Sudbury 2.0 Project, Ontario, Canada
Inventus' Sudbury 2.0 Project is targeting the source of the Temagami Magnetic Anomaly, a large magnetic anomaly that may be related to the Sudbury Igneous Complex, a world class magmatic Ni-Cu-PGE mining camp. The Sudbury mining camp has produced approximately 1.7 billion tonnes of ore with historic production and current known reserves valued around 1 trillion dollars at current commodity prices.
The Temagami Anomaly was of great interest to Falconbridge (now Glencore) during the 1990's. Falconbridge geologists believed that the Temagami Magnetic Anomaly could be related to a magmatic intrusion. It was thought that the anomaly was an excellent exploration target due to its size, magnetic intensity and location relative to the Sudbury Mining Camp. Falconbridge staked the entire anomaly and carried out exploration into the early 2000's.
In 2014, a 2,200 metre hole was drilled by Canadian Continental into the peak of the Temagami Magnetic Anomaly. Core examination conducted by Inventus suggested a strong resemblance to marginal units of the Sudbury Igneous Complex, including sublayer norite and offset quartz diorite dykes.
Subsequent academic work conducted by the University of Wuerzburg in 2017 has determined the magnetic mafic intrusive in hole AT-14-01 to have similar rare earth element geochemistry to the unique offset dykes occurring around Sudbury. The report can be viewed below.
Inventus' Sudbury 2.0 Project is located east-northeast of Sudbury, Ontario. The property is easily accessible by road. See map below for general location.
The Sudbury 2.0 project consists of 188 square km's of mineral claims covering the Temagami Anomaly. Inventus owns a 100% interest in the property. Additionally, Inventus owns 18% of the issued and outstanding shares of Canadian Continental Exploration, which holds claims to the east of the Sudbury 2.0 Project area.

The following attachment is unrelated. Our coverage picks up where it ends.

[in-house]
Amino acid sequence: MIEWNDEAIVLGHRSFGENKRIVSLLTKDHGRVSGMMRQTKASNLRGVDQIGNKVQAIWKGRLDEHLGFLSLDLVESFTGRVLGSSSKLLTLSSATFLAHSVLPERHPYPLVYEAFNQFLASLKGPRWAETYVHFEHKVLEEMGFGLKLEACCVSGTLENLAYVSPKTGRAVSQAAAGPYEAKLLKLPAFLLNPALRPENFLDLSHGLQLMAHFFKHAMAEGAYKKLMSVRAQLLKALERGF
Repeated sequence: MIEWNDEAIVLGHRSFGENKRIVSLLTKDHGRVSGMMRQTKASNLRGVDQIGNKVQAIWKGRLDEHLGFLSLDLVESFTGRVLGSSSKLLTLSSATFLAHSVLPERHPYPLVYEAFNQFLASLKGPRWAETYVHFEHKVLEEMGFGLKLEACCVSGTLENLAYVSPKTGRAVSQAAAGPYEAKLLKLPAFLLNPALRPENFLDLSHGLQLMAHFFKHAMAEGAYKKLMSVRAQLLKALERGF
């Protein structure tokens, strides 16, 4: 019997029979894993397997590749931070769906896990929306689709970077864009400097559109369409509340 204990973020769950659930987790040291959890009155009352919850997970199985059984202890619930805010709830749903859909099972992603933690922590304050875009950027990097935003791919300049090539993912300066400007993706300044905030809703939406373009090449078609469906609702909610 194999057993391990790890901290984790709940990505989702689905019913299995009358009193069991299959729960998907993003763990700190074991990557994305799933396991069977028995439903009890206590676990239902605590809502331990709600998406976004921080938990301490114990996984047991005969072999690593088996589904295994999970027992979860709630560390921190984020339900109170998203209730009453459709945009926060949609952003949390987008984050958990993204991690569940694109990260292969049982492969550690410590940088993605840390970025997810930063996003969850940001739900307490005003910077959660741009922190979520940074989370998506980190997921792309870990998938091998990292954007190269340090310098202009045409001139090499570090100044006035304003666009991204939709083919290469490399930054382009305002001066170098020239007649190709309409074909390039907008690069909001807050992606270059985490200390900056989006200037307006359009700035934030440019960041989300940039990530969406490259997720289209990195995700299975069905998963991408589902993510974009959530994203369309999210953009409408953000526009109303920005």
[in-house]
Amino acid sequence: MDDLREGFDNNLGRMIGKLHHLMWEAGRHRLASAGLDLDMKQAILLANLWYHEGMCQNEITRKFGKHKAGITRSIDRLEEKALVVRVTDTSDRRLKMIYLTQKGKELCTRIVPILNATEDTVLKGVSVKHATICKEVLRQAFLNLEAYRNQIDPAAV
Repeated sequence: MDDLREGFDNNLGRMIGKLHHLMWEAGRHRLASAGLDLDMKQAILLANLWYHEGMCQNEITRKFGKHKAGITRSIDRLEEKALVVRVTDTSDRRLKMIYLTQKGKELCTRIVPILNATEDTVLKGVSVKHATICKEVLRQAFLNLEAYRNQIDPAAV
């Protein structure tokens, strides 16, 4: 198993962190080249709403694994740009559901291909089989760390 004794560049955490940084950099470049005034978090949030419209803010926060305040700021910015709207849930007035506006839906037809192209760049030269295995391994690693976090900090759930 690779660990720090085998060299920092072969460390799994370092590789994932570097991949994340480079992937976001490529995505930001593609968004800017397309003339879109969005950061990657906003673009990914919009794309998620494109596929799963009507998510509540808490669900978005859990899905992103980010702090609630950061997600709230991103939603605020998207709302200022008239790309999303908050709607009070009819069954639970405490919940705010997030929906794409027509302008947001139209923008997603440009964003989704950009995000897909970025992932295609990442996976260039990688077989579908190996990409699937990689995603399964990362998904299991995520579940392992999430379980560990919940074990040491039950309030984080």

The general surface geology on the property consists mainly of rocks of the upper Huronian Supergroup, a 2.45 to 2.2 Ga sedimentary basin. Other rocks in less abundance in the area include the Nipissing Diabase, a 2.2 Ga mafic intrusive and Olivine Diabase Dykes relating to a 1.28 Ga mafic dyke swarm. Present also on the property are small mafic dykes of unknown origin and areas of extensive hydrothermally brecciated Huronian rocks that could be Sudbury-type breccia, related to the Sudbury Igneous Complex.
Ore Deposit Model
Rocks of interest on the property are the mafic dykes, which could be related to the Sudbury Igneous Complex, and hydrothermal breccia, which is known to contain Au-Cu mineralization in the Wolf Lake Area.
Inventus believes three styles of mineralization can exist on the Sudbury 2.0 Project:
- Sudbury-type magmatic Ni-Cu-PGE-Co-Au mineralization
- Wolf Lake-type hydrothermal Au-Cu breccia
- Strata-bound Pardo-type paleoplacer Au mineralization in the lower Huronian Sediments
The first two styles of mineralization could be the result of an underlying magmatic intrusion related to the Sudbury Igneous Complex.
Pre 1950's - Individual Prospectors held claims in a variety of areas on Inventus' property with little to no reports on activities.
1970 to 2011 - Flag Resources held mineral claims over Wolf Lake and various other areas. Flag was focused on breccia hosted Au-Cu mineralization and did not understand the potential of a deep seated magnetic intrusion until the mid 1990's when their company
1991 to 2000 - Falconbridge staked the entire anomaly in the 1990's conducted some geophysical survey's and drilled one hole. There one drill hole deviated from the target and was abandoned.
1999 - Wallbridge drilled one hole as part of an agreement with Falconbridge. The hole was called at 1200 metres and the source of the magnetic anomaly was not intersected.
In the upcoming 2018 field season, Inventus plans to conduct prospecting and geological mapping in areas of interest. The primary goal is to locate occurrences of mafic dykes and structures containing alteration and Sudbury-type breccia. Inventus plans to sample these areas carefully and conduct geochemical and petrographic analysis of the rocks. Any areas with encouraging results will be extensively explored by mapping and prospecting in greater detail, as well as geophysical surveys and diamond drilling if warranted.